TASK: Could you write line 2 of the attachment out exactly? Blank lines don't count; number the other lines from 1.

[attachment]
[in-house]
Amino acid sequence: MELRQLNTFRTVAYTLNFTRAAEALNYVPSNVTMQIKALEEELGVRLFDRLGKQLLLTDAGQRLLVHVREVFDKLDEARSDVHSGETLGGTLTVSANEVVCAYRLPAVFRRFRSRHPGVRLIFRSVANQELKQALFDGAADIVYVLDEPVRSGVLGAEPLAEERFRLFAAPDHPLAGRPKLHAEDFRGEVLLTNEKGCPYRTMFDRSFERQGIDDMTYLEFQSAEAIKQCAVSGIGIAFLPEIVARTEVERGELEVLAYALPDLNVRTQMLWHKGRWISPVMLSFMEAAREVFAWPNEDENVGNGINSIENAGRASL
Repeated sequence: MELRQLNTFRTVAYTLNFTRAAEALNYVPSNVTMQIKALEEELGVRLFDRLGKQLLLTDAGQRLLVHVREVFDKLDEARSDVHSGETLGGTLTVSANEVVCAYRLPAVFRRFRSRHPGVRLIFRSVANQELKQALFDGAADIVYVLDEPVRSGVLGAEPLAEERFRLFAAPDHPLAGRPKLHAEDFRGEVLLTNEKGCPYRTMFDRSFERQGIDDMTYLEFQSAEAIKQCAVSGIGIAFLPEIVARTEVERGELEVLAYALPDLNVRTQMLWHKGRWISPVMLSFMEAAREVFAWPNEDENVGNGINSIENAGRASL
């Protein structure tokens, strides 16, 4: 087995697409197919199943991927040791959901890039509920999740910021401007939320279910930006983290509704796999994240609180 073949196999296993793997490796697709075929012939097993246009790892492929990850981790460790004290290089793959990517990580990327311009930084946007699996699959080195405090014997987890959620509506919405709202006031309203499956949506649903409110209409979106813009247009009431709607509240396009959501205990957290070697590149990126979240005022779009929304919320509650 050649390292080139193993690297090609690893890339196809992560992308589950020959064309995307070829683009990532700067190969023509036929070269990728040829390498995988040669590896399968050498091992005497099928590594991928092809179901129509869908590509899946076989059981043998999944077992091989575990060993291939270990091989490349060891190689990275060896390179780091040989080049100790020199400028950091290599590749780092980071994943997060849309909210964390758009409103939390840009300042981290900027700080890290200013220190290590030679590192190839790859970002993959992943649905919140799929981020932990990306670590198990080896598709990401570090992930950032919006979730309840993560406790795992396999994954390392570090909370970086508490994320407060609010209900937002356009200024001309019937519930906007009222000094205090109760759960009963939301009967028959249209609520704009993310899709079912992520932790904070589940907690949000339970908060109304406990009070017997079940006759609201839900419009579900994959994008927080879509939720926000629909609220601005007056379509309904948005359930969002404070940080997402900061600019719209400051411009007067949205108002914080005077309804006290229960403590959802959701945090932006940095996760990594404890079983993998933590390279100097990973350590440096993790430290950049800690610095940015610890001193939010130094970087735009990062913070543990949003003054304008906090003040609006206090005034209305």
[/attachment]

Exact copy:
Amino acid sequence: MELRQLNTFRTVAYTLNFTRAAEALNYVPSNVTMQIKALEEELGVRLFDRLGKQLLLTDAGQRLLVHVREVFDKLDEARSDVHSGETLGGTLTVSANEVVCAYRLPAVFRRFRSRHPGVRLIFRSVANQELKQALFDGAADIVYVLDEPVRSGVLGAEPLAEERFRLFAAPDHPLAGRPKLHAEDFRGEVLLTNEKGCPYRTMFDRSFERQGIDDMTYLEFQSAEAIKQCAVSGIGIAFLPEIVARTEVERGELEVLAYALPDLNVRTQMLWHKGRWISPVMLSFMEAAREVFAWPNEDENVGNGINSIENAGRASL